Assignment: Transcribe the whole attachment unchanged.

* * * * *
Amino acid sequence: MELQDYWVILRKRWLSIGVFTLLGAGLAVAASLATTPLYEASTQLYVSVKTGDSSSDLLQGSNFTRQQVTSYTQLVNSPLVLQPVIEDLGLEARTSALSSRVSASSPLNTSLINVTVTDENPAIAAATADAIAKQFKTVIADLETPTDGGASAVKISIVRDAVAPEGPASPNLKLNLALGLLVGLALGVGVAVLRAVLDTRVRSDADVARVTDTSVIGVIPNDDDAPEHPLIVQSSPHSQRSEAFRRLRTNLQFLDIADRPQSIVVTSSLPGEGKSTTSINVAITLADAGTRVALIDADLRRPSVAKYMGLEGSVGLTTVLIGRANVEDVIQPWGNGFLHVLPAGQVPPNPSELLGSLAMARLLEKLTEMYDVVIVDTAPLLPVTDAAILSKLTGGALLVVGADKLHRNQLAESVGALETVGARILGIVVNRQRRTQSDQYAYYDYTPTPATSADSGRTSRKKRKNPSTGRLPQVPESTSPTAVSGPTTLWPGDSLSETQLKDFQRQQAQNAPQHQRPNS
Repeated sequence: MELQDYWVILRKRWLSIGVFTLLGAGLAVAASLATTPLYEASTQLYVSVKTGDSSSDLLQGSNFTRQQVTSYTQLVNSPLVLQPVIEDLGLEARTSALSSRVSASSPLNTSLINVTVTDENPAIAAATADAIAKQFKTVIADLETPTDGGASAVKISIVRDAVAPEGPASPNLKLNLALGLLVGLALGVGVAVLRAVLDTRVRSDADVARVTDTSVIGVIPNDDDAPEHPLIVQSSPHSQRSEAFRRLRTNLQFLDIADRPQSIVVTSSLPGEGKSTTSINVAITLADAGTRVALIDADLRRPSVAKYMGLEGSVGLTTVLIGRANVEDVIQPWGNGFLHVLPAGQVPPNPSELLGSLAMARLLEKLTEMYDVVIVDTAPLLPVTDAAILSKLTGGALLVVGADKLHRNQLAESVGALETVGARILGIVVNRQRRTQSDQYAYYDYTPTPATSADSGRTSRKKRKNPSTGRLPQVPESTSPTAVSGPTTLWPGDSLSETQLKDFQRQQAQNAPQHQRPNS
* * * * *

Amino acid sequence: MELQDYWVILRKRWLSIGVFTLLGAGLAVAASLATTPLYEASTQLYVSVKTGDSSSDLLQGSNFTRQQVTSYTQLVNSPLVLQPVIEDLGLEARTSALSSRVSASSPLNTSLINVTVTDENPAIAAATADAIAKQFKTVIADLETPTDGGASAVKISIVRDAVAPEGPASPNLKLNLALGLLVGLALGVGVAVLRAVLDTRVRSDADVARVTDTSVIGVIPNDDDAPEHPLIVQSSPHSQRSEAFRRLRTNLQFLDIADRPQSIVVTSSLPGEGKSTTSINVAITLADAGTRVALIDADLRRPSVAKYMGLEGSVGLTTVLIGRANVEDVIQPWGNGFLHVLPAGQVPPNPSELLGSLAMARLLEKLTEMYDVVIVDTAPLLPVTDAAILSKLTGGALLVVGADKLHRNQLAESVGALETVGARILGIVVNRQRRTQSDQYAYYDYTPTPATSADSGRTSRKKRKNPSTGRLPQVPESTSPTAVSGPTTLWPGDSLSETQLKDFQRQQAQNAPQHQRPNS
Repeated sequence: MELQDYWVILRKRWLSIGVFTLLGAGLAVAASLATTPLYEASTQLYVSVKTGDSSSDLLQGSNFTRQQVTSYTQLVNSPLVLQPVIEDLGLEARTSALSSRVSASSPLNTSLINVTVTDENPAIAAATADAIAKQFKTVIADLETPTDGGASAVKISIVRDAVAPEGPASPNLKLNLALGLLVGLALGVGVAVLRAVLDTRVRSDADVARVTDTSVIGVIPNDDDAPEHPLIVQSSPHSQRSEAFRRLRTNLQFLDIADRPQSIVVTSSLPGEGKSTTSINVAITLADAGTRVALIDADLRRPSVAKYMGLEGSVGLTTVLIGRANVEDVIQPWGNGFLHVLPAGQVPPNPSELLGSLAMARLLEKLTEMYDVVIVDTAPLLPVTDAAILSKLTGGALLVVGADKLHRNQLAESVGALETVGARILGIVVNRQRRTQSDQYAYYDYTPTPATSADSGRTSRKKRKNPSTGRLPQVPESTSPTAVSGPTTLWPGDSLSETQLKDFQRQQAQNAPQHQRPNS